1. Not finding help here? Sign up for a free 30min tutor trial with Chegg Tutors
    Dismiss Notice
Dismiss Notice
Join Physics Forums Today!
The friendliest, high quality science and math community on the planet! Everyone who loves science is here!

Kinematics: How fast was he when he got off the ramp

  1. Dec 6, 2009 #1
    1. The problem statement, all variables and given/known data

    A bike is jumping between two ramps. The ramps are a height H , both with angles [tex]\theta[/tex] and seperated by a distance D. If he landed halfway down the landing ramp find the speed at which he left the launching ramp in terms of H, [tex]\theta[/tex] and D.


    2. Relevant equations

    1/2 * at^2 + vi*t + di = df
    (i'm sure you all know that one)


    3. The attempt at a solution

    Okay so here's what I did, but apparently it was completely off, but i don't know where to begin it. *see attachment*
     

    Attached Files:

  2. jcsd
  3. Dec 6, 2009 #2
    I like that eqn.

    We know the takeoff angle. D is straightforward, how do we express the landing point in terms of the variables given. We are told it is 1/2 way down the ramp, so what is df and di. What are the initial x and y velocities?

    How can we figure the time of flight?
     
  4. Dec 6, 2009 #3
    The landing point is:

    [tex]\frac{H}{tan(\theta}[/tex]

    Let
    [tex]L[/tex] = [tex]\frac{H}{tan(\theta}[/tex]

    With the equation
    [tex]\frac{1}{2}at^{2}+v_{i}t+d_{i}[/tex]

    I separated all of it to x and y components and got:

    [tex]v_{i}t=-\frac{at^{2}}{2}+d_{f}[/tex]
    then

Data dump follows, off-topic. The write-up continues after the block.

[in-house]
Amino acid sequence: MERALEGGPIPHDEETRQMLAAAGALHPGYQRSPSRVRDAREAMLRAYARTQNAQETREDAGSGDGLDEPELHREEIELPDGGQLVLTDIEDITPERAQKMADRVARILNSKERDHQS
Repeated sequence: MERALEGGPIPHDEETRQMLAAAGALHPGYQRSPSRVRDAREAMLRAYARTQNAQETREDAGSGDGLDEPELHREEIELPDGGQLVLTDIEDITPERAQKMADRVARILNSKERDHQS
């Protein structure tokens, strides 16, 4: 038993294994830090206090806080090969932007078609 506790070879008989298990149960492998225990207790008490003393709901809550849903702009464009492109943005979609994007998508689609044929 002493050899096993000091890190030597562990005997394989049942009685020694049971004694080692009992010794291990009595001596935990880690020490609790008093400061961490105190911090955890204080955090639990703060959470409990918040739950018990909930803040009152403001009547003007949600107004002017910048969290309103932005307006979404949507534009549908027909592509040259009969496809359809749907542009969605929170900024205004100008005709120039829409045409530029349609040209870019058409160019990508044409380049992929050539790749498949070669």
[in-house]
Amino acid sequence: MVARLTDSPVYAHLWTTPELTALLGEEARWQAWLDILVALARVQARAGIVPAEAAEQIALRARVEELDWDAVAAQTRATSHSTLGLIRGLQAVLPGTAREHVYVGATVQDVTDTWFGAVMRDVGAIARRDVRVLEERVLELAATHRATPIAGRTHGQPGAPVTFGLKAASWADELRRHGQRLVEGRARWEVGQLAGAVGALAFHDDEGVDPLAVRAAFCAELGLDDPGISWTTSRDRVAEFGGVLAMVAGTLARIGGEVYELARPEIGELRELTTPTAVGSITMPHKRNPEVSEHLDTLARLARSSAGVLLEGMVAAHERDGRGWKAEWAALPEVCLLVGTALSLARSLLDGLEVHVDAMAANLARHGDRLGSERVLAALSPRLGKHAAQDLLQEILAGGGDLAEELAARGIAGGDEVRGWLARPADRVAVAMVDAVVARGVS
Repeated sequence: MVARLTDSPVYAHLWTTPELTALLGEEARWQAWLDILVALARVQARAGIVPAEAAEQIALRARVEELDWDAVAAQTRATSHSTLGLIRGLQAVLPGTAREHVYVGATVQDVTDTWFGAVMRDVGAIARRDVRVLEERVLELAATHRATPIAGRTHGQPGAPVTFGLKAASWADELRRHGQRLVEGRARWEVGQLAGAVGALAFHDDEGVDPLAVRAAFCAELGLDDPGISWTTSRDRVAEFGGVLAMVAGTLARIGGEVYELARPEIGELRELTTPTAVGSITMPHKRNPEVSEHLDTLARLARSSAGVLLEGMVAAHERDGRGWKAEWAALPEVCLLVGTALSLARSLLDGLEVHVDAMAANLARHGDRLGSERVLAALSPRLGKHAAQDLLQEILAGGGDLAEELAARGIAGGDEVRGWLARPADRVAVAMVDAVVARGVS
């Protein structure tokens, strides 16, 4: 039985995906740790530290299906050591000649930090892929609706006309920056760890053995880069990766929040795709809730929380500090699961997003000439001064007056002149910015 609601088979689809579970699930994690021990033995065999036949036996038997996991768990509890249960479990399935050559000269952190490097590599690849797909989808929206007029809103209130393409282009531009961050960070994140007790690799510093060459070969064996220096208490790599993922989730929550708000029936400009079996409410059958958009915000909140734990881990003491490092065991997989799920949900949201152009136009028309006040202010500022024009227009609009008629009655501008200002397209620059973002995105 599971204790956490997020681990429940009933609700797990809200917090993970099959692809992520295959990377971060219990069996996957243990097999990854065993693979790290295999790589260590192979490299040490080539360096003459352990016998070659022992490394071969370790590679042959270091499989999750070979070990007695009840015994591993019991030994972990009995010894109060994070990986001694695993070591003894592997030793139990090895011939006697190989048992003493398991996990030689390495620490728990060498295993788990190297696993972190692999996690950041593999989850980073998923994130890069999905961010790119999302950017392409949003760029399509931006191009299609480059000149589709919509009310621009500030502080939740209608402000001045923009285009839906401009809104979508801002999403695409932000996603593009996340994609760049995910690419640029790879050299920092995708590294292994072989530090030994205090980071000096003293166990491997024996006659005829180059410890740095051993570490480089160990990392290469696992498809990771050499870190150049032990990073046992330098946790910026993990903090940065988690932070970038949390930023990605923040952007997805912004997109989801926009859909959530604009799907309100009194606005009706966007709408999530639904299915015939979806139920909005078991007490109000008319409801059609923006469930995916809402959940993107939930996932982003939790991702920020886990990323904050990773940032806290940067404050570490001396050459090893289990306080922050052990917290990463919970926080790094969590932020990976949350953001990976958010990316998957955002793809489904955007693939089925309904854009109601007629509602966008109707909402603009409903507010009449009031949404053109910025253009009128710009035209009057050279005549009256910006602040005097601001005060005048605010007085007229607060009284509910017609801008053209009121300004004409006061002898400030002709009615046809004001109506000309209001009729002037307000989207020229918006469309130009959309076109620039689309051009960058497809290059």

[tex]v_{i}=-\frac{at^{2}}{2t}+\frac{d_{f}}{t}[/tex]

    so

    [tex]v_{i}_{x}=-\frac{at}{2}+\frac{D+\frac{L}{2}}{t}[/tex]

    and

    [tex]v_{i}_{y}=-\frac{gt}{2}-\frac{H}{2t}[/tex]

    Once I have both of them, do i just have to square both of them, put them under the square route then, finish?

    [tex]v_{i}=\sqrt{(-\frac{at}{2}+\frac{D+\frac{L}{2}}{t})^{2}+(-\frac{gt}{2}-\frac{H}{2t})^{2}}[/tex]

    then substituting for L
    [tex]v_{i}=\sqrt{(-\frac{at}{2}+\frac{D+\frac{(\frac{H}{tan(\theta)})}{2}}{t})^{2}+(-\frac{gt}{2}-\frac{H}{2t})^{2}}[/tex]
     
    Last edited: Dec 6, 2009
  5. Dec 6, 2009 #4
    I'll need a sec to look at this, just got back. Stay tuned.
     
  6. Dec 6, 2009 #5
    here is the approach I have taken, so far unfruitful cuz of the 1/2 ramp displacement which bungs up what is usually very clean algebra: let a = angle of the ramp.

    Delta x= V Cos(a)*t=.5H/tan(a) + d

    Delta y = 1/2H=1/2 gt^2+ V sin(a)*t (a quadratic in t but only the longer time will work)

    Normally what I do here would be substitute for t which leads to:

    let d+0.5H/tan(a)= C; then 1/2H=1/2 g (C/(V*cos(a)))^2 + (V sin(a)*C/V cos(a))
    " = " + C (tan(a))
    There may be a trig ID here which can be uses to simplify things considerably.
     
  7. Dec 6, 2009 #6
    Thanks,

    so why did you substitute the t, and where did you get the C from?
     
  8. Dec 6, 2009 #7
    oh I see,

    so with the time it took in the x direction, you used that time in terms of v,d,h,theta to put it in the y equation, since that's the one where the time in air matters. So after all that, the only thing is solve for V?
     
Know someone interested in this topic? Share this thread via Reddit, Google+, Twitter, or Facebook